George arrives and starts setting fire to zombies but it turns out that he was too late to save Edna and as she suddenly attacks him, he pushes her into a room, which is now burning. George is then shot four times by the over-zealous police sergeant. Everything is over as far as he is concerned now and the sergeant heads to a room at the hotel in South Gate for the night. After shooting him down in cold blood, the sergeant wishes he would come alive again so he could shoot him again. He gets his wish as zombie George is waiting for him in his room, but now bullets won't stop him. In a field nearby, the machine continues working.


  • Cristina Galbó as Edna Simmonds
  • Ray Lovelock as George Meaning
  • Arthur Kennedy as The Inspector
  • Aldo Massasso as Kinsey
  • Giorgio Trestini as Craig
  • Roberto Posse as Benson
  • José Lifante as Martin West
  • Jeannine Mestre as Katie West
  • Gengher Gatti as Keith
  • Fernando Hilbeck as Guthrie Wilson
  • Vera Drudi as Mary
  • Vicente Vega as Dr. Duffield
  • Francisco Sanz as Perkins
  • Paul Benson as Wood
  • Anita Colby as Nurse


The story is set in the English countryside near Windermere, but was primarily filmed in Italy. The scenes featuring the outside of the hospital were shot at Barnes Hospital in Cheadle, Greater Manchester.[3][4] Some scenes were filmed in the Peak District in Derbyshire, not far from Sheffield. The church scenes were shot in Hathersage, while other scenes were shot in Castleton and Dovedale. The opening montage was filmed in Manchester city centre. Additional photography took place at Camelot Castle in Tintagel, Cornwall.[5]


The film premiered in Spain on 30 September 1974, in Italy on 28 November 1974, and was released in the United States in 1975 under the title Don't Open the Window, frequenting the drive-in circuits and cinemas paired as a double feature with The Last House on the Left (1972). The film was released in the United Kingdom under its title The Living Dead at the Manchester Morgue, despite the fact that the film takes place in South Gate, not Manchester.

While there are claims that a scene in which a zombie eats an eyeball was filmed, no such scene exists in any surviving print of the film, according to the liner notes of the Blue Underground DVD release. During the scene in which Craig is eaten, the female zombie reaches down toward Craig's eyeball, but before anything happens, a seemingly sloppy edit cuts to a long shot of all the zombies feasting. It is part of the DVD Stephen Romano Presents Shock Festival, which was released on 8 January 2010 in the United States.[6]

According to Edgar Wright, the promotion of the film during its exhibition in the United States was one of the inspirations for the fake trailer Don't, which appears in the 2007 release Grindhouse.[7]

Home media

The film was released for the first time on video and DVD in the U.S in 2000 by Anchor Bay Entertainment under the Let Sleeping Corpses Lie title. The DVD release was available in a standard edition as well as a limited edition collector's tin containing bonus film stills, a booklet of production notes, and a fake toe tag styled after the film. Both editions featured a foreword and extensive interview with director Jorge Grau.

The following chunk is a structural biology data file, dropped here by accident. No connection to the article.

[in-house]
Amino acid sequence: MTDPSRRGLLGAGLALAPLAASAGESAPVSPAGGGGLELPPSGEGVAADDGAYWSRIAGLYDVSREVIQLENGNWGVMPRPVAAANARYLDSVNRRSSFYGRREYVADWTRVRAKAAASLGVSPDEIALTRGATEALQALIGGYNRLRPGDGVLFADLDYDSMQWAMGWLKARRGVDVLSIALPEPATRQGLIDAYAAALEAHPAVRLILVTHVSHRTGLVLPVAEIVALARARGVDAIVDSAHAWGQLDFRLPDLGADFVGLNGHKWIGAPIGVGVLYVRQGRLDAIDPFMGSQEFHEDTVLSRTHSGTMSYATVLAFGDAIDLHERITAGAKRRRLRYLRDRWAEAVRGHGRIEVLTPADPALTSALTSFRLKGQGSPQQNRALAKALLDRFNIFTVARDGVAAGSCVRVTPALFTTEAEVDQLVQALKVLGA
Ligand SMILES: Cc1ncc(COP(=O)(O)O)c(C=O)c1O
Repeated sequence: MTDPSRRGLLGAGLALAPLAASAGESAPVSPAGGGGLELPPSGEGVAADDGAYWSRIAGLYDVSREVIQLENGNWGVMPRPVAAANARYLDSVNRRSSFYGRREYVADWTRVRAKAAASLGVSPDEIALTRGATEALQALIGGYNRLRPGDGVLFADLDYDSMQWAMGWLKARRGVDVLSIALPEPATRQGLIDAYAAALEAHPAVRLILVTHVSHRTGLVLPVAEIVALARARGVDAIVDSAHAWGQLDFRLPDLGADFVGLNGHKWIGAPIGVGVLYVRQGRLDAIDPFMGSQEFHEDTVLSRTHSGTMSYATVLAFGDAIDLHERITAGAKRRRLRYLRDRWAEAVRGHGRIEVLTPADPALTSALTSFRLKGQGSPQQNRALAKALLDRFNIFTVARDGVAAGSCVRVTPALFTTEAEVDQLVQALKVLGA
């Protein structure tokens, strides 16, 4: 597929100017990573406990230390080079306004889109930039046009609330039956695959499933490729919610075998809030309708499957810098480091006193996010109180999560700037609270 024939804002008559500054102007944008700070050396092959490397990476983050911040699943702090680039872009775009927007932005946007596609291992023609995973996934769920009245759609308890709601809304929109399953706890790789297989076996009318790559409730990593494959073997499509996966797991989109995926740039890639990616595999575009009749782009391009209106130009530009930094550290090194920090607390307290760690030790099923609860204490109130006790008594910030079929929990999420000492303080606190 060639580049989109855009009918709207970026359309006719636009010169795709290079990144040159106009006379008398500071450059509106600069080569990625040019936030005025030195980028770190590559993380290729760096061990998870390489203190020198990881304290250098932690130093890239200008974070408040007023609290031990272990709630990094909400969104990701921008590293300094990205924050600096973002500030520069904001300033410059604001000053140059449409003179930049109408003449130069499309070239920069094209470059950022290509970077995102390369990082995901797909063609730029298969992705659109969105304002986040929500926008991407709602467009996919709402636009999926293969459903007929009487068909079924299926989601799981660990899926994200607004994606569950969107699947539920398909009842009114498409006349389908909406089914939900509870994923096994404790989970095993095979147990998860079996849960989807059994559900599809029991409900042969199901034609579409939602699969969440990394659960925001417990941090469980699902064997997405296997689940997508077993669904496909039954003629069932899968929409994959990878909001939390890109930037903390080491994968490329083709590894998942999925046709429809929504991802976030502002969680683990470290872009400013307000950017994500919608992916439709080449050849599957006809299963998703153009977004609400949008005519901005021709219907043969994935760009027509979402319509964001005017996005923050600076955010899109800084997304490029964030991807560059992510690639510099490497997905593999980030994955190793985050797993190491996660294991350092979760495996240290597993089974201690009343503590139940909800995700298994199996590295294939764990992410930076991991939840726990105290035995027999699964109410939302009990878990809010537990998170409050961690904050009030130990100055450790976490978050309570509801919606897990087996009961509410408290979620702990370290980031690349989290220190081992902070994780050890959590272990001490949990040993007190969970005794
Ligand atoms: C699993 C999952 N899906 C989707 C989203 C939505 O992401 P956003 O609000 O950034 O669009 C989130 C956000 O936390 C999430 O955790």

After the Anchor Bay release of the film went out of print, the disc was re-released by Blue Underground in 2005. In 2008, Blue Underground released the film yet again, only this time in a special edition DVD and Blu-ray under the Living Dead at the Manchester Morgue title. On 27 June 2019, Synapse Films announced an upcoming Blu-ray release featuring a new 4K resolution scan of the original 35mm film negatives . It was released on September the 1st 2020 in a limited steelbook edition of 6 000 units.[8]


From a contemporary review, Verina Glaessner of the Monthly Film Bulletin said the film was extremely close to Night of the Living Dead but praised the direction of Jorge Grau, referring to him as a "director with genuine talent for the macabre mood and unsettling detail"[9]

Rotten Tomatoes, a review aggregator, reports that 86% of 21 surveyed critics gave the film a positive review; the average rating was 7.35/10.[10] Writing in The Zombie Movie Encyclopedia, academic Peter Dendle called it "surprisingly effective" and said it has "perhaps the best zombies in a year of very good zombies".[11] Glenn Kay, who wrote Zombie Movies: The Ultimate Guide, said that it foreshadowed the later Italian zombie films of the 1980s. Kay called it "the most effective and disturbing Spanish film of the period".[12]

In popular culture

A sample of dialogue from the film appears in the track "Wizard in Black" by Electric Wizard on their 1997 album Come My Fanatics…


  1. ^ Fleming, John (June 1977). "The Living Dead at The Manchester Morgue". The House of Hammer. London: General Book Distribution. 1 (9): 36.
  2. ^ Curti, Roberto (2017). Riccardo Freda: The Life and Works of a Born Filmmaker. McFarland. p. 249. ISBN 978-1-476-62838-7.
  3. ^ Kushner 2006, p. 71.
  4. ^ "Barnes Hospital - Manchester". The Abandoned: A Kingdom of Ghosts. Tour in Latvia. 6 February 2017. Archived from the original on 15 December 2017. Retrieved 15 December 2017.
  5. ^ Pykett, Derek (2008). British Horror Film Locations. McFarland. p. 5. ISBN 978-0-786-45193-7.
  6. ^ DVD Verdict Review - Stephen Romano Presents Shock Festival Archived 9 February 2010 at the Wayback Machine
  7. ^ "Online Exclusive: Horror Film Directors Dish About 'Grindhouse' Trailers". Rolling Archived from the original on April 7, 2007. Retrieved 2007-04-04.
  8. ^ Gingold, Michael (27 June 2019). "Synapse Films Unearths 'Manchester Morgue' with 4k Restoration, Premiering at Fantasia". Rue Morgue. Archived from the original on 28 June 2019. Retrieved 28 June 2019.
  9. ^ Glaessner, Verina (1975). "Fin de Semana para los Muertos (Living Dead at the Manchester Morgue, The)". Monthly Film Bulletin. Vol. 42 no. 492. p. 78.
  10. ^ "Non si deve profanare il sonno dei morti (Let Sleeping Corpses Lie) (Don't Open the Window) (1974)". Rotten Tomatoes. Retrieved 2020-10-26.
  11. ^ Dendle, Peter (2001). The Zombie Movie Encyclopedia. McFarland & Company. pp. 103–104. ISBN 978-0-7864-9288-6.
  12. ^ Kay, Glenn (2008). Zombie Movies: The Ultimate Guide. Chicago Review Press. pp. 83–84. ISBN 978-1-55652-770-8.

Works cited

External links

This page was last edited on 18 October 2021, at 00:24